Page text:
The rabbi was wiping his face with a hanky. “Is it that hot out?” I asked. This morning had felt cooler.

“Some hoodlums, they spit on me, as I crossed Rue de Rivoli,” he said, looking both embarrassed and upset.

“Who?” I said. “Oh my God,” I said. I picked up my bottle of Evian. “Would you like to use this to wash up?”

“Paris is getting worse and worse for us. I’ve soaped my face three times already,” he said. “But still, I feel it on my skin.”

It wasn’t like I was stupid; I knew things sucked for the Jews in France. I had eyes; I saw the swastikas painted on the Shoah Memorial when I took the baby to the Ile St. Louis for ice cream. I’d seen that video, “Walking in Paris While Jewish,” which followed a middle-aged man, wearing jeans, a sweater, and a yarmulke, traversing ten arrondisments in one day, while being cursed at, kicked, and shoved by random people he randomly passed. But now it was my very own rabbi being targeted.

Nervously, he picked up a volume off the top of the pile—he could not control his hands—and in an effort to change the subject, I supposed, offered to buy it. “I have the original at home,” he said. “I am curious about the translation.” Anna Ahkmatova’s Twenty Poems, converted into English by the poet Jane Kenyon.

“When I used to read, she was one of my sad favorites,” I said.

The rabbi stared at me with his kind blue eyes. “Used to?”

“It is too painful and annoying now,” I said. “All that useless truth and beauty.”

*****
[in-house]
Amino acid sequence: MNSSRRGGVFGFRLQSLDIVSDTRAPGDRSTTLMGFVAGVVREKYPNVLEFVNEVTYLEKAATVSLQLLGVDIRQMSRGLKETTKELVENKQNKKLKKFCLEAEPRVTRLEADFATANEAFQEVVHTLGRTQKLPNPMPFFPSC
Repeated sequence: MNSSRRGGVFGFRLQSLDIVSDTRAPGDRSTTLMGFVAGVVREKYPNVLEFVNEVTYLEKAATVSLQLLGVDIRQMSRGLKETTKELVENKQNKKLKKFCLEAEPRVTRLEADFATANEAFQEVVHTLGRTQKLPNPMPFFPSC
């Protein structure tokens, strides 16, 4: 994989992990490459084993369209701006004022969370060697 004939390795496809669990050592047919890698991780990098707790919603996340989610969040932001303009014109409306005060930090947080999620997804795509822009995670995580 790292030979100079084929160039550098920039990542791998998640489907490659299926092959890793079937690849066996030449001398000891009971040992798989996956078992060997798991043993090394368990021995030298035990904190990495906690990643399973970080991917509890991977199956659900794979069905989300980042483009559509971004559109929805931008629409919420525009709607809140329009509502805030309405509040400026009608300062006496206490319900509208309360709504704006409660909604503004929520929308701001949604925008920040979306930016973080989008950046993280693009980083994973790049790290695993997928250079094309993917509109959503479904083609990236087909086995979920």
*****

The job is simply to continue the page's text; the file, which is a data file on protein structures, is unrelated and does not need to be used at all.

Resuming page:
“Useless? For me, literature has the power to heal.” He sighed heavily here, I supposed, at the burden of a statement somewhat blasphemous. “It was Kenyon who wrote, ‘Sometimes the sound of the dog’s breathing saves my life.’”

“When I first read that poem, I ran out and adopted a puppy,” I said. Like the husband, he didn’t last long.

“What is the price?” the rabbi said, discomfited I’m sure by his confession and the weirdness of the moment, but I pooh-poohed him.

“Don’t be silly,” I said. “Please, I insist. Take it as our gift.” And then as if I were a windup monkey and someone else were talking, “You’ll have to let me know if Kenyon does justice to the Russian.”

“I will,” said the rabbi, looking again at his book, ah but for that third eye. “Now, about Friday night . . .”

He took a deep breath. This spiel of his would take stamina. “Elvis Presley,” he said, which wasn’t where I expected him to start. “Martin Scorsese. American Christians, who at one point in time generously executed the services you are about to perform. According to the rules of Jewish Law, it is possible for a non-Jew to complete certain tasks, which Jews are forbidden from performing on the Sabbath, having to do with labor, using electricity, handling money. I am told when Al Gore and Joseph Lieberman were in the American Senate, Lieberman, who is shomer Shabbat, would sleep on his couch in his office before Saturday votes, and Gore would turn off the lights for him. Your general, your Colin Powell, in his youth, too, leant such a caring hand to a Jewish neighbor. He ended up fluent in Yiddish. Even the president of the United States”—here the rabbi could not wring the pride out of his gentle voice—“President Obama, did such charitable acts as a young man, with loving kindness in his heart.

“I could never have requested this of you outright—a Jew may only accept the work of a non-Jew if it is of his or her own free will and for his or her own gain. But you volunteered.”